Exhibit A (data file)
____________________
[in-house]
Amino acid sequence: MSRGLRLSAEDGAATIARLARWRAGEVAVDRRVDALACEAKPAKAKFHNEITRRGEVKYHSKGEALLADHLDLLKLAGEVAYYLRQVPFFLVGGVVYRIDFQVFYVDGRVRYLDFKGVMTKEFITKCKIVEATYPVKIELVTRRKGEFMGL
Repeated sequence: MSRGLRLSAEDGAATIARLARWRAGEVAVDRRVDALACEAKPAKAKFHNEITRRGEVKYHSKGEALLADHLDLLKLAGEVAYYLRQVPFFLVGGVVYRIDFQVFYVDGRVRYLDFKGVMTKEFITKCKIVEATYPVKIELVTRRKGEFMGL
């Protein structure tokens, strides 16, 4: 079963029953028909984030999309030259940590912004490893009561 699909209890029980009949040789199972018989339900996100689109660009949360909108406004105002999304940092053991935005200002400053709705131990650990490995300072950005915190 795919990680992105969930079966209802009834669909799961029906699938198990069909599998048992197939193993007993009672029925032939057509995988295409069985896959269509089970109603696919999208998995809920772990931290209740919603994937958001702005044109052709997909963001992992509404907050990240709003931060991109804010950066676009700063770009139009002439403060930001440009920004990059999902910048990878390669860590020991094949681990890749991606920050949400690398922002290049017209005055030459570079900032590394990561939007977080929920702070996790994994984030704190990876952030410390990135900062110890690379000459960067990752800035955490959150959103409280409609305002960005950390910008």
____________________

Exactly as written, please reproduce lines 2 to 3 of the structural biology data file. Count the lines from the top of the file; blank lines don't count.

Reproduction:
Amino acid sequence: MSRGLRLSAEDGAATIARLARWRAGEVAVDRRVDALACEAKPAKAKFHNEITRRGEVKYHSKGEALLADHLDLLKLAGEVAYYLRQVPFFLVGGVVYRIDFQVFYVDGRVRYLDFKGVMTKEFITKCKIVEATYPVKIELVTRRKGEFMGL
Repeated sequence: MSRGLRLSAEDGAATIARLARWRAGEVAVDRRVDALACEAKPAKAKFHNEITRRGEVKYHSKGEALLADHLDLLKLAGEVAYYLRQVPFFLVGGVVYRIDFQVFYVDGRVRYLDFKGVMTKEFITKCKIVEATYPVKIELVTRRKGEFMGL